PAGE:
3. The Morality

Quite apart from magic or violence in either story, is the morality that is being taught in either series. I have heard the Harry Potter series heralded as books with incredibly strong morals, but a quick examination of the books reveals this statement to be patently false. Harry consistently lies, to his teachers, to his friends, to Dumbledore, the headmaster. He and his friends steal potions ingredients from Professor Snape (But who cares? We don’t like Snape, so it’s ok, right?). In fact, he’s rewarded for the first rule he breaks. When the entire class is told they will be expelled if they try to fly on their broomsticks without a teacher present, Harry takes off on his broom after Draco Malfoy, who has stolen something from a friend (But hey, it’s ok for a kid to risk life and limb for a noble cause, yes?). Not only is he not expelled, he’s REWARDED, given a prestigious place on one of the school sports teams.

Not convinced? Well, how about Professor Lupin, who neglects to mention to the headmaster that a convicted murderer is quite possibly sneaking into the school disguised as a dog? Why doesn’t Lupin say anything? Because it would be EMBARRASSING to him, and lose him some of the headmaster’s trust (which he doesn’t actually deserve because he’s been lying to the man for years anyway). But hey, it’s only Harry’s life and the lives of other students that’s at stake, and the convict has only gotten into the school twice already…so no big deal.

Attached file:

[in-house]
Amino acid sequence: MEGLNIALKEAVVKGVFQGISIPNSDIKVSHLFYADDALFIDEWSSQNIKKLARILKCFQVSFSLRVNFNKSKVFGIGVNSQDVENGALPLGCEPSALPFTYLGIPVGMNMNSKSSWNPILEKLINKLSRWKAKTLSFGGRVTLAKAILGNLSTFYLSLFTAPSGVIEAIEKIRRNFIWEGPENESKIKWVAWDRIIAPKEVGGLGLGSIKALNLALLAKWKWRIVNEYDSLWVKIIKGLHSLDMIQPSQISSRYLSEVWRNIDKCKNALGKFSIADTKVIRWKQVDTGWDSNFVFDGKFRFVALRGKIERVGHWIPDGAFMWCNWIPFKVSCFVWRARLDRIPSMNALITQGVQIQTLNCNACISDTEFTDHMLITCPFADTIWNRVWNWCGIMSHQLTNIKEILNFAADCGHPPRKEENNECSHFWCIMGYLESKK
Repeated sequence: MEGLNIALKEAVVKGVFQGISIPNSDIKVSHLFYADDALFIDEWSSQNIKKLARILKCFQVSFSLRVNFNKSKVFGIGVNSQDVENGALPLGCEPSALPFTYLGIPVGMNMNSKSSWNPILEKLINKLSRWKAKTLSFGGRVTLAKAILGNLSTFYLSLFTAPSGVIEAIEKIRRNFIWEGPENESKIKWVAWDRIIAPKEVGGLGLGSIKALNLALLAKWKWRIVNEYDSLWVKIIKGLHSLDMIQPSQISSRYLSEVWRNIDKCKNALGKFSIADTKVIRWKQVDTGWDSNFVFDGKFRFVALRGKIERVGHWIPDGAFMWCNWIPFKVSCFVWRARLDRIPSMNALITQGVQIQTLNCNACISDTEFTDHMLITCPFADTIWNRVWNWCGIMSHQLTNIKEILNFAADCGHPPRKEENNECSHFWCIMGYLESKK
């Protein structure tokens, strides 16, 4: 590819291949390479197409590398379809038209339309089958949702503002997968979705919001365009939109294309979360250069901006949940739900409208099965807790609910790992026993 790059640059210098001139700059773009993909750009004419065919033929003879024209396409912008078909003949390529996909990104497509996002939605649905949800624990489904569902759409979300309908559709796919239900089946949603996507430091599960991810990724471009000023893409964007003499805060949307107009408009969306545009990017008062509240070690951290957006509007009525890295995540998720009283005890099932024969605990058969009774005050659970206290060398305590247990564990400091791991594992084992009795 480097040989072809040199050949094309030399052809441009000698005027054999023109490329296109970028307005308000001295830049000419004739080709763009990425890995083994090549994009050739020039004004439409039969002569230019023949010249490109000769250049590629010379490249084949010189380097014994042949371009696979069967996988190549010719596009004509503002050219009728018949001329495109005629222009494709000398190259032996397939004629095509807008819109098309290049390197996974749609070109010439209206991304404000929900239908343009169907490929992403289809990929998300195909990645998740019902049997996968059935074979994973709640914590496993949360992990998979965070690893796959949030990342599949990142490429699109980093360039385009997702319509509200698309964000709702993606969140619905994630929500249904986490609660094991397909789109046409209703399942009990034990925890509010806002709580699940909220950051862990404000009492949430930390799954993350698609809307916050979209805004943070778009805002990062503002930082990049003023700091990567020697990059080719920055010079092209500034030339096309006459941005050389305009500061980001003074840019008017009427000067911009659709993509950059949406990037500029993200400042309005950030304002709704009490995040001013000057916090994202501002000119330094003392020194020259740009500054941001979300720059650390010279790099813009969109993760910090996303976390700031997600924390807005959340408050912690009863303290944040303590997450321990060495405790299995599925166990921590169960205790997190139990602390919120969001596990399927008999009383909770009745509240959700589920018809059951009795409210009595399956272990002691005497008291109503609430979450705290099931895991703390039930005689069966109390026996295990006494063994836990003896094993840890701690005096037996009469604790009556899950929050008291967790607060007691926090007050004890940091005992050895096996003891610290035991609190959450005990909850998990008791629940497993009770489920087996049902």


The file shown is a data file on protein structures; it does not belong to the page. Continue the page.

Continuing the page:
So what’s the difference? Don’t kids in the Narnia books get up to mischief, too? Of course they do. Digory, one of the children, does something incredibly foolish, awakens an evil witch, and brings her into Narnia with him, ruining the newly creating world before it’s a day old. But there are consequences. He has to face Aslan and explain exactly what happened. He’s required to complete a task to help mend the damage. When Edmund sides with the White Witch against his family, he’s almost killed for it (They left that bit out of the movie, but the concept was there.), and Aslan has to die in his place. The kids in Narnia make mistakes, but there are always consequences, consequences which are frequently and curiously lacking in the Harry Potter stories.

When I have kids, I want them to know that God is the only acceptable source of supernatural power in this world. I don’t want to expose them to violent scenes before they’re old enough to deal with them. And I want them to know that there are consequences to the choices they make.